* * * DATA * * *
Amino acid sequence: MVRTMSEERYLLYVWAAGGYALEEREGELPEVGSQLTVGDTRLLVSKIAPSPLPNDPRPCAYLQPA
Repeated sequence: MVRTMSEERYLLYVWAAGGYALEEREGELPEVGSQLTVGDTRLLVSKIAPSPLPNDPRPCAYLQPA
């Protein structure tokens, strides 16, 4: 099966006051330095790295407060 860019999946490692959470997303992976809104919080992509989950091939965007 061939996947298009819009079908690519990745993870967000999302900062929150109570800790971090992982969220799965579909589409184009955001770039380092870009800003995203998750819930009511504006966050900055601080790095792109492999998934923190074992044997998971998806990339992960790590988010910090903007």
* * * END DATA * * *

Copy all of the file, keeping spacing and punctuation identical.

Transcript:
Amino acid sequence: MVRTMSEERYLLYVWAAGGYALEEREGELPEVGSQLTVGDTRLLVSKIAPSPLPNDPRPCAYLQPA
Repeated sequence: MVRTMSEERYLLYVWAAGGYALEEREGELPEVGSQLTVGDTRLLVSKIAPSPLPNDPRPCAYLQPA
């Protein structure tokens, strides 16, 4: 099966006051330095790295407060 860019999946490692959470997303992976809104919080992509989950091939965007 061939996947298009819009079908690519990745993870967000999302900062929150109570800790971090992982969220799965579909589409184009955001770039380092870009800003995203998750819930009511504006966050900055601080790095792109492999998934923190074992044997998971998806990339992960790590988010910090903007």